A security awareness and training program should be put in place that encompasses everyone in the organization. This should include programs for new hires, annual training, and periodic security reminders. I send security updates to all staff with information about some of the latest threats and concerns. I particularly like to send out screenshots of notable phishing attacks and compromised Web sites to raise awareness. It is crucial that you keep an audit trail of your reminders.

Here's a great security awareness reminder that could have been sent to the team building the intergalactic transport machine in Contact: "If you happen to see a guy with white hair who was previously seen preaching a prophecy of doom, have him removed from the premises." It would have saved a lot of trouble.

5: Malicious software

Of course you have antivirus software installed. But do you have documented policies and procedures for when and how often virus definitions are updated? Do you have a response procedure for a virus outbreak? How about staff policies on reporting detected viruses, not opening attachments from unknown senders, and not disabling the software?

You know who else didn't have any of these things? The aliens in Independence Day. It just took one overachieving cable guy uploading a virus into the mothership to wipe out their entire civilization.

6: Disaster recovery

Policies and procedures should be in place for responding to an emergency. This includes small emergencies, such as a server going down, as well as large emergencies, such as prolonged power outages or fires. Included in this are also data backup and recovery, policies for how often these procedures are tested, how they are tested, how emergency situations are identified, how operations are restored back to their primary mode when the emergency is over, and more. Don't forget to include a policy on where the DR plan is stored so you can get it in the event of an emergency.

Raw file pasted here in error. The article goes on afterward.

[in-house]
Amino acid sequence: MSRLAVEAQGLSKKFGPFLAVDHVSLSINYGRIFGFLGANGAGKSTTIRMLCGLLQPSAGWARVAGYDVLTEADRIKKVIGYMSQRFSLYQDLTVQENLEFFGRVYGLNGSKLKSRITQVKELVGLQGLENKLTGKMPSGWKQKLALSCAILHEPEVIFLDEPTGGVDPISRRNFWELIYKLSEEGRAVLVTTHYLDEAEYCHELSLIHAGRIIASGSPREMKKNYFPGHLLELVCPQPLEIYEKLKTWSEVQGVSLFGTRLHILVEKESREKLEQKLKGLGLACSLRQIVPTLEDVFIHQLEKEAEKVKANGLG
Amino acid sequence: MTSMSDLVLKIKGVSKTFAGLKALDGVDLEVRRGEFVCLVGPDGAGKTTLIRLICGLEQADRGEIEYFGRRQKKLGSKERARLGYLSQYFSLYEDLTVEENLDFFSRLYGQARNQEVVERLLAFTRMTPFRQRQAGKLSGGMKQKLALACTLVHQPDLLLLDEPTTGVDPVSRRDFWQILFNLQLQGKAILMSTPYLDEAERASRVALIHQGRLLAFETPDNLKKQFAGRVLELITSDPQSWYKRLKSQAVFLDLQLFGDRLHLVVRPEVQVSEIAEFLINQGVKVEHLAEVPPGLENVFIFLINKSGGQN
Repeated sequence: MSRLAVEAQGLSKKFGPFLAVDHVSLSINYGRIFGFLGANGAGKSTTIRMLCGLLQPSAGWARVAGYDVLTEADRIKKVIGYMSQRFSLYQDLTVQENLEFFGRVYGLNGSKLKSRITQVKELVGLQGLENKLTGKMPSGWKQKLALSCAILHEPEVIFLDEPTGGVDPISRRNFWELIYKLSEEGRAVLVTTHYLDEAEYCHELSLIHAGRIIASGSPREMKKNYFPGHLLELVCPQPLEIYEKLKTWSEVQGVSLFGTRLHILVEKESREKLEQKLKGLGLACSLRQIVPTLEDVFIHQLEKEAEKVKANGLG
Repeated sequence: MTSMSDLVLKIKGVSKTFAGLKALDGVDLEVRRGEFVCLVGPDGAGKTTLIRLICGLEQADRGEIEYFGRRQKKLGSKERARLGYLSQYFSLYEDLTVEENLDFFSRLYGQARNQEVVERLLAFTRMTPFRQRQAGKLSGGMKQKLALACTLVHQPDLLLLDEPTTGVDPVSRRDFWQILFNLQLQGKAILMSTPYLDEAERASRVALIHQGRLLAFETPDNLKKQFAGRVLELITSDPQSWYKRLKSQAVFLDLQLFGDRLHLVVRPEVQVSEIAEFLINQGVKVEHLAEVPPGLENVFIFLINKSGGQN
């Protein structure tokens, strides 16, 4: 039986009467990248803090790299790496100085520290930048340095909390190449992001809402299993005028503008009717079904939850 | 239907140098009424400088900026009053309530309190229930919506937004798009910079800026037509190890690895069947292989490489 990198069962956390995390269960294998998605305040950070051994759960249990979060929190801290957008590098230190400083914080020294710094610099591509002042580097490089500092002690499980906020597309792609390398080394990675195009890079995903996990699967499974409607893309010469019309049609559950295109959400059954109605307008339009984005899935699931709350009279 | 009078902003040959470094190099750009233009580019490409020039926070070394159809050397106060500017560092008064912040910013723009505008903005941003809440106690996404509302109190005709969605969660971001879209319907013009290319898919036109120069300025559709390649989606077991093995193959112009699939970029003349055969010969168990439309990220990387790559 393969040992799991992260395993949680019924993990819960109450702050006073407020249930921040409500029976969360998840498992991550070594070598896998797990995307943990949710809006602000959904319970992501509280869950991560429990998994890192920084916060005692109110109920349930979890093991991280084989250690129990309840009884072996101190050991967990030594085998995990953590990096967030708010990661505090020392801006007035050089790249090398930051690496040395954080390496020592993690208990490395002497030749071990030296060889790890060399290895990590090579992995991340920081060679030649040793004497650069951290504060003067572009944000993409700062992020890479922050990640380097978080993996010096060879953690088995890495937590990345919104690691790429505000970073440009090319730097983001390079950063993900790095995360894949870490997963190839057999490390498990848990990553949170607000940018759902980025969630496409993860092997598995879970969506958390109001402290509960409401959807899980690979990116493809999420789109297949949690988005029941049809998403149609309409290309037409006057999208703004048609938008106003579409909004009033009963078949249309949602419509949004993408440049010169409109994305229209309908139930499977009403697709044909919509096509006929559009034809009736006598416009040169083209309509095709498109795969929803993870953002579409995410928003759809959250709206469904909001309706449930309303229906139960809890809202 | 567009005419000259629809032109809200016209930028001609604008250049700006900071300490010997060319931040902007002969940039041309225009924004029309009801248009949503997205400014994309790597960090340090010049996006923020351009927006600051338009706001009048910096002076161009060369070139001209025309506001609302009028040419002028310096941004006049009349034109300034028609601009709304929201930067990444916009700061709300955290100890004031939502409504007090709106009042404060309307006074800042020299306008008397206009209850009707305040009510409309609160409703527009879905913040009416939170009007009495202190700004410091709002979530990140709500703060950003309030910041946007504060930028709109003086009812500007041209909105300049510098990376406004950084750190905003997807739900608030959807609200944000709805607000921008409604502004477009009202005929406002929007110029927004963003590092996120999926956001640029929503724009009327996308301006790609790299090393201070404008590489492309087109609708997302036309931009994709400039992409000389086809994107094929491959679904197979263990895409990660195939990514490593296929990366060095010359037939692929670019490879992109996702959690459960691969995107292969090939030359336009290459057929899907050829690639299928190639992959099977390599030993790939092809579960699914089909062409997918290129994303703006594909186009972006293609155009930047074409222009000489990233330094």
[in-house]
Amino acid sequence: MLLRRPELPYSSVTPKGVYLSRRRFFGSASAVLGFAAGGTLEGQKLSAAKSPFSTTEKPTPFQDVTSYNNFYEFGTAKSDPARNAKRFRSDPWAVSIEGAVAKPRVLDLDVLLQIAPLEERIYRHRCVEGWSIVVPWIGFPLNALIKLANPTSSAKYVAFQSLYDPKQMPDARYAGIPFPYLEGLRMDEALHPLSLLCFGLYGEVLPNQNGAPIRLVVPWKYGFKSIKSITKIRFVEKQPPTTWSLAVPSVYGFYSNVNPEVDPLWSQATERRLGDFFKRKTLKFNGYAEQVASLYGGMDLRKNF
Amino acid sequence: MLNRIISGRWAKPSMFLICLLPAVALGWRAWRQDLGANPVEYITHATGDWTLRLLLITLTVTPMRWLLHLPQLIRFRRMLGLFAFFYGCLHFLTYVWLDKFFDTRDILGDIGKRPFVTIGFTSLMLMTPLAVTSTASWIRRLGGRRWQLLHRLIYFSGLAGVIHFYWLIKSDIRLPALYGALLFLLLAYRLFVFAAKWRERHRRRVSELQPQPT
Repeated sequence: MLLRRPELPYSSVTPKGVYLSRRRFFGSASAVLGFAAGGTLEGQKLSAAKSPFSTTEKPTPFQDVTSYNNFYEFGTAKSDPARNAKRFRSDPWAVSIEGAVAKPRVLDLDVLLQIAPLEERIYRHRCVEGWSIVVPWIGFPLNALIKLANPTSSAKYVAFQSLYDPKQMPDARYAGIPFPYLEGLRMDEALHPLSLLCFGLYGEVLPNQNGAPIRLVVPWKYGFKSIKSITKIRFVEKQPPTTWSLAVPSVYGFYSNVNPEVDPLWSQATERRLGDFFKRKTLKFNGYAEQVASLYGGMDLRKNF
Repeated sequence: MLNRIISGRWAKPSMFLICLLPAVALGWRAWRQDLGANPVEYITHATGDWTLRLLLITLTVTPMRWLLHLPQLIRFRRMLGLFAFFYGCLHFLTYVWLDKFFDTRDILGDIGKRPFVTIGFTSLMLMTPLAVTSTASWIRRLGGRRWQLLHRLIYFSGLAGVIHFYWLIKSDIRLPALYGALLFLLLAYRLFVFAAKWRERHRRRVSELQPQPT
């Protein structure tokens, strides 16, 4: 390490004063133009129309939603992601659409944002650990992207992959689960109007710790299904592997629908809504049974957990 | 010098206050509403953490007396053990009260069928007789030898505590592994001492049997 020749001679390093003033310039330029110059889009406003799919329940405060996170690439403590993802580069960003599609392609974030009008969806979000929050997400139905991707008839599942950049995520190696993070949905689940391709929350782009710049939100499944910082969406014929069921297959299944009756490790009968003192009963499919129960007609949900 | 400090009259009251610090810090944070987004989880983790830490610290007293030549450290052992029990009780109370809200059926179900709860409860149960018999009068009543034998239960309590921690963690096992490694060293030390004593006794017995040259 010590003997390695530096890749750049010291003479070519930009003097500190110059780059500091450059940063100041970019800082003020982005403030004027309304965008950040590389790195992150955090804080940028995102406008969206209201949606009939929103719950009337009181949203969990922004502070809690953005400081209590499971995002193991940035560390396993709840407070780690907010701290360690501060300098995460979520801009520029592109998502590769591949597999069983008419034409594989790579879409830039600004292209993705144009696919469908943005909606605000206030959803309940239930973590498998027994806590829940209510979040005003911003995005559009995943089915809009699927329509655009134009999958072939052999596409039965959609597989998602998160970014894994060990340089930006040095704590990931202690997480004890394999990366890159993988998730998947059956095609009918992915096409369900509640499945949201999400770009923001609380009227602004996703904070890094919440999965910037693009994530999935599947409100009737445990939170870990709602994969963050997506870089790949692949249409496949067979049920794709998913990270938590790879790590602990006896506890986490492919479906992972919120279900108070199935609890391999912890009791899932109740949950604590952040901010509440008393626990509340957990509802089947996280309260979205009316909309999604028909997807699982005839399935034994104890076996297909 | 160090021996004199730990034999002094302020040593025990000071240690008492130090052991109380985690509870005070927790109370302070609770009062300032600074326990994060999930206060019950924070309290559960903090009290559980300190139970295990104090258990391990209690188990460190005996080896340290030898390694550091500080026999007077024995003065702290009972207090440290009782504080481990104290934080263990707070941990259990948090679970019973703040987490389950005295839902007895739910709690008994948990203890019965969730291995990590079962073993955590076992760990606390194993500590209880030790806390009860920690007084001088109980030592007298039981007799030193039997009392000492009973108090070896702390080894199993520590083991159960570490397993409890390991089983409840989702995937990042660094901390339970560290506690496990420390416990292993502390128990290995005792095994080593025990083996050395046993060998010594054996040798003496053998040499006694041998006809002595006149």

Terminator 2 is really nothing more than a cautionary tale for good DR. If your company is basing all its amazing new products on some broken parts left behind by a time-traveling robot, make sure your data is stored offsite in case a different time-traveling robot steals your parts and blows up your building.

7: Business continuity

Business continuity and disaster recovery go hand-in-hand. Frequently, IT takes on the responsibility of DR but limits its scope to making sure the critical systems are operational. A "BC" plan documents procedures for ensuring that critical business processes continue to operate in the event of an emergency. This will go beyond just systems to include command structure, personnel procedures, customer communication, secondary work sites, and more. A true BC plan will go beyond IT to encompass all areas of the business in both its development and execution.

2012 provides a great example of BC plans in action. When warned of an impending geophysical apocalypse, world leaders needed only to take their handy Business Continuity binder off the shelf and flip to the section titled "Crust of Earth Becoming Unstable." Then, it was just a matter of following the step-by-step instructions for collecting funds from the world's rich and powerful, outsourcing the construction of gigantic floating metal pods to China, and setting sail in the nick of time.

8: Media disposal

Medial disposal is one of many additional areas that need to be addressed. I included it, though, because I am asked about it frequently. A common concern is data that lives on equipment other than computers: copiers, smartphones, and even fax-machines (in case you still have one somewhere). We have policies and procedures in place that mandate how we wipe the data off each kind of storage media and how these activities are logged.

At the end of Men in Black, Jay uses the "flashy thing" on Kay to erase his memory. However, he clearly didn't have it set to DOD published standards for secure deletion, since it was restored in the next movie with a highly improbable deneuralizer. With a better media disposal policy, we might have been spared Men in Black 2. (I hear 3 is better....)

9: Risk analysis